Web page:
How to Choose Plants for Balcony Garden

There is such a wonderful variety of climbing and trailing plants that have decorative foliage, wonderful flowers and sometimes bright fruits too, that choosing just two or three for a balcony can be very difficult. Unless the area is a large one, you are unlikely to be able to choose more than a couple of plants. Your wall or screening will offer the protection and support they need to flourish and your final selection will be influenced not just by the prevailing climate in your area, but also by whether they will be in a protected sunny position or a colder, windy one. For example, save your camellia, honeysuckle and jasmine for decorating north- and east-facing trellises, because a sunny aspect will better suit the lovely lilac-flowered wisteria or one of the vigorously flowering Solarium family.

Plants for Balcony Garden

Plants for quick cover

The majority of climbing plants shoot up so quickly they are a pleasure to grow — they will partly smother and soften a trellis or overhead structure within a single season. Many are also sweetly scented, so add another dimension to your balcony scheme. Luckily most will be happy if planted in a large pot, tub or container, provided they are given the right type of soil (some will not tolerate an alkaline compost) and are fed regularly to keep pace with their rapid growth. Some may need pruning or training into position, particularly if they threaten to cover a window, viewing gap or anywhere you don’t want them to go. If you want year-round appeal, choose at least one evetgreen climber. Ivies (Hedera) are available in a wide variety of leaf shapes and colours, including variegated effects, from the large-leaved Persian ivy, H. colchica to the many gold, cream or purple variegated forms of H. helix.

If you want a sophisticated predominance of greenery for a background you should look for climbers with interesting foliage shapes, such as the quick-growing golden hop, Humulus lupulus ‘Aureus’, or one of the large-leaved Actinidia family, which are vigorous climbers ideal for covering large areas. You could choose A. chinensis, which produces edible fruits in the right conditions, or the more delicate A. kolomikta (sometimes called the ‘cat-plant’ as they seem to find the plant irresistible) which has the most beautiful pink colouring on the foliage in early summer.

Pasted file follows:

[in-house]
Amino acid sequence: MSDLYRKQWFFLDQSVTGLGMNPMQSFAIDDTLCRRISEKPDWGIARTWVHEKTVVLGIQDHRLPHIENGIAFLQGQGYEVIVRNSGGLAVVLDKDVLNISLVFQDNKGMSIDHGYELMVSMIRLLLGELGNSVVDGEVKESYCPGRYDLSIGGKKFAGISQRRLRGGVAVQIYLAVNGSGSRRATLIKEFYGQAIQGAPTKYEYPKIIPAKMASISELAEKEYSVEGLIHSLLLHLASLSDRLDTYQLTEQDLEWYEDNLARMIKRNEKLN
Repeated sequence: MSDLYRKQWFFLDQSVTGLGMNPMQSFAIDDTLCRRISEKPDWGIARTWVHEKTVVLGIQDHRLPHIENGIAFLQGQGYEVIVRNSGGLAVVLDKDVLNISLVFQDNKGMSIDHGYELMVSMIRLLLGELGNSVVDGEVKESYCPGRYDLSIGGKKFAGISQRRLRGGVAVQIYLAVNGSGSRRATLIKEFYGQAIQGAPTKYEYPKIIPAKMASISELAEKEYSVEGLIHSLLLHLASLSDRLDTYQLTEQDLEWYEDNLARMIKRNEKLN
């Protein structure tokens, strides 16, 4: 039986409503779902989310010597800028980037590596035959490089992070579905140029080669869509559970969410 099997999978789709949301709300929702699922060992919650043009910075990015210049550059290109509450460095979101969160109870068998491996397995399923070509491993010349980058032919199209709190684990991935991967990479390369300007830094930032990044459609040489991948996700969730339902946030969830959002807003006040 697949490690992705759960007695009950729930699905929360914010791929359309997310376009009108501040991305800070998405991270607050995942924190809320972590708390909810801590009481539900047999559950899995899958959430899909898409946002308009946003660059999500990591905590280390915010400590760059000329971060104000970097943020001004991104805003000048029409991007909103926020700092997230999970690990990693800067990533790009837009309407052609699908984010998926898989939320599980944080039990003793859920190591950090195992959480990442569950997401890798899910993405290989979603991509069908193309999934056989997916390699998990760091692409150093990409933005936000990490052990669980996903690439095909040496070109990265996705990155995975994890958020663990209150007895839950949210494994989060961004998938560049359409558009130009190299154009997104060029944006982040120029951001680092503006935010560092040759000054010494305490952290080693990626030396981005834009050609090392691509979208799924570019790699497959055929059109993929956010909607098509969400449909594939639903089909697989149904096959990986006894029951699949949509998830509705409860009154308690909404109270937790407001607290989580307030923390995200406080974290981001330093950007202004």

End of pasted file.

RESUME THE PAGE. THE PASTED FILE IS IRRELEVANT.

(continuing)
Flowering climbers

It would be a shame not to have at least one flowering climber on the balcony. If you want a low-key, sophisticated look, you could choose the climbing hydrangea, H. petiolaris, which is useful for its hardiness, fine foliage and simple white blooms, or the exceedingly fast-growing Russian vine, Polygonum baldschuanicum, ideal for quick balcony cover and producing a froth of white flowers rather than spectacular individual blooms.

Sub-tropical climbers

Those fortunate enough to enjoy a climate capable of sustaining subtropical and more tender plant species have an even more exciting choice of climbers. You may be lucky enough to persuade mimosa (Acacia dealbata), that classic South of France and native Australian climber, to flower in cooler zones, but generally, although reasonably hardy, it requires a good hot summer to produce its distinctive fluffy yellow flowers with their strong scent the following spring. The silvery grey-green foliage is also attractive in its own right. Dutchman’s pipe, Aristolochia elegans, is an excellent overhead climber, producing hanging purple blotched flowers, and Mandevilla X amabilis is a tropical twiner whose rose-coloured flowets open at night – an excellent choice if this is when you are most likely to use your balcony.

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About the Author: Greenery always attracts Arthur Kunkle. He has a big garden where he plants many fruits and vegetables. His passion for gardening motivates him to write and share different tips on gardening.

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